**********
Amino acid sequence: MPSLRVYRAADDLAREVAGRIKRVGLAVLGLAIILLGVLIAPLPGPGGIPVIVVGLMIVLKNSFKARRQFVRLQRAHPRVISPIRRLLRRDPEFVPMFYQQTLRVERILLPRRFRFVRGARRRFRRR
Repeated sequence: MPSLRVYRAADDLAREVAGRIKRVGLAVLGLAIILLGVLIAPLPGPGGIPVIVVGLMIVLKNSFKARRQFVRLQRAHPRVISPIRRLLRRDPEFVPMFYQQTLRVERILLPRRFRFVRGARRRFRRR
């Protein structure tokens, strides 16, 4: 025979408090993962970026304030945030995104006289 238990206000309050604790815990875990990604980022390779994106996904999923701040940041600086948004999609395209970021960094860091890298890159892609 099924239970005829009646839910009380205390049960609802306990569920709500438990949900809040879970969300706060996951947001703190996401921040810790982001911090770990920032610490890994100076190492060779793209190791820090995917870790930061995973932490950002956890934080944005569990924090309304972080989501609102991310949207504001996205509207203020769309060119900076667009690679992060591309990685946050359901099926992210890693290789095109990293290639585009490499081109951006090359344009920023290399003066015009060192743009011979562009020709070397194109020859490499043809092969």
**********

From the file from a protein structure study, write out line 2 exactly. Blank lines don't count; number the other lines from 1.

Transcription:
Repeated sequence: MPSLRVYRAADDLAREVAGRIKRVGLAVLGLAIILLGVLIAPLPGPGGIPVIVVGLMIVLKNSFKARRQFVRLQRAHPRVISPIRRLLRRDPEFVPMFYQQTLRVERILLPRRFRFVRGARRRFRRR